Fargate also supports various runtime environments and you have more control over compute capacity allocation when you register your containers with ECS. With Lambda, you are limited to 250MB deployment package size when uploaded to S3 or 10GB when using container images, and 10GB available disk space.
Another thing. To use Fargate with ECS, you must define tasks, which are text files in JSON format, to define your containers. Fargate lets you define up to 10 containers. These definitions empower you to configure your app’s parameters, including OS options (Amazon Linux 2 or Windows 2019 or 2022), the containers to use, the ports to open, and the amount of data to use for each container.
Key takeaway: With Fargate and Lambda, you don’t have to choose the right server types, manually scale instances, or patch many issues in development or production. But if you need more control over your setup, AWS Fargate affords you that compared to AWS Lambda.
AWS Lambda Vs. AWS Fargate: Performance
Prior to April 2022, AWS Fargate deployments took five minutes or more, while AWS Lambda deployments took seconds. In addition, scaling up resources took longer, especially when requests spiked suddenly.
Fargate can now scale up to 500 tasks per service within two minutes when you use ECS service scheduler to handle long-running apps. Previously, it would have taken 15 minutes to do that at steady state.
Credit: AWS Fargate task launch rate
In addition, Fargate now supports bursting up to 100 On-Demand or Spot tasks using ECS RunTask API for periodic or onetime batch jobs. This means you can launch tasks at a sustainable 20 tasks per second rate, which is 20X faster than in 2021 and earlier (60 to 90 seconds).
However, because of other factors, like load balancing and health monitoring, Fargate may take a little longer to launch and scale tasks:
Even though Fargate still takes longer to start up than Lambda, it is still faster than before and ECS. Mostly, this is due to Fargate’s need to wait for the underlying ECS clusters to wake up.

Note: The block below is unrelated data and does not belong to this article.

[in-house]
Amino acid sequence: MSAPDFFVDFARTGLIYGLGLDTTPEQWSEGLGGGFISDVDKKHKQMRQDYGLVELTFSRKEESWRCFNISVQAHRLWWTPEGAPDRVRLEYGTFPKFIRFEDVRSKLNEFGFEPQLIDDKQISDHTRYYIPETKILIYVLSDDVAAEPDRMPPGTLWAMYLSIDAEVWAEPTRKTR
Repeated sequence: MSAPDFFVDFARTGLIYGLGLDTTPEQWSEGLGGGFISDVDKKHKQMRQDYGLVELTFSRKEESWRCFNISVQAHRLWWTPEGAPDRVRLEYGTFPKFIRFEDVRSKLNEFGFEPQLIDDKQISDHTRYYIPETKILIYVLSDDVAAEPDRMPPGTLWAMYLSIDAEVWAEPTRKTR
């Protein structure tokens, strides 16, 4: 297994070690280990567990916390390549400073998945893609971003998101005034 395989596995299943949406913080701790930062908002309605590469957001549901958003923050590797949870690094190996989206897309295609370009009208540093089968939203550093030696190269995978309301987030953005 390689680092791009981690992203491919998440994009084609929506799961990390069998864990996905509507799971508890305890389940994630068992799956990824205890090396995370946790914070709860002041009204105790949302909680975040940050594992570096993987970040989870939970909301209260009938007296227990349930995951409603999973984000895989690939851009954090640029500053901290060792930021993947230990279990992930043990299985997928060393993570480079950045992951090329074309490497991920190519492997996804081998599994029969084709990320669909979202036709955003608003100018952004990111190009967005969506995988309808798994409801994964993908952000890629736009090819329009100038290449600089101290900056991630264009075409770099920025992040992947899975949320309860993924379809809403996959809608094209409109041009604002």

AWS Lambda automatically spins up storage and compute resources when a function is called. Besides scaling from 0 to 1000 quickly, Lambda can also scale back to 0 just as fast. This makes Lambda ideal for handling unpredictable traffic spikes or requests.
Fargate does not natively scale to zero, although you can shut it down to save costs. Not scaling to zero means Fargate remains warm, minimizing cold start-induced latencies. But since Fargate scales capacity in a stair-step process, Lambda is often faster in this regard.
Also, Fargate does not support GPUs or tasks that require more than 10 GB of disk storage per container, although this is still far more than Lambda’s 512 MB.
Lambda, however, has no maximum concurrency limits. Although, by default, it is set (by AWS) to 1,000 (you can request more by making a service limit change request to AWS).
After stopping, Lambda functions often suffer cold starts (up to 5 seconds), which may be a bit of a concern for latency-sensitive tasks but negligible for many other tasks. There are various ways to counter the latency, and once warmed up, the issue becomes negligible as the system becomes more efficient.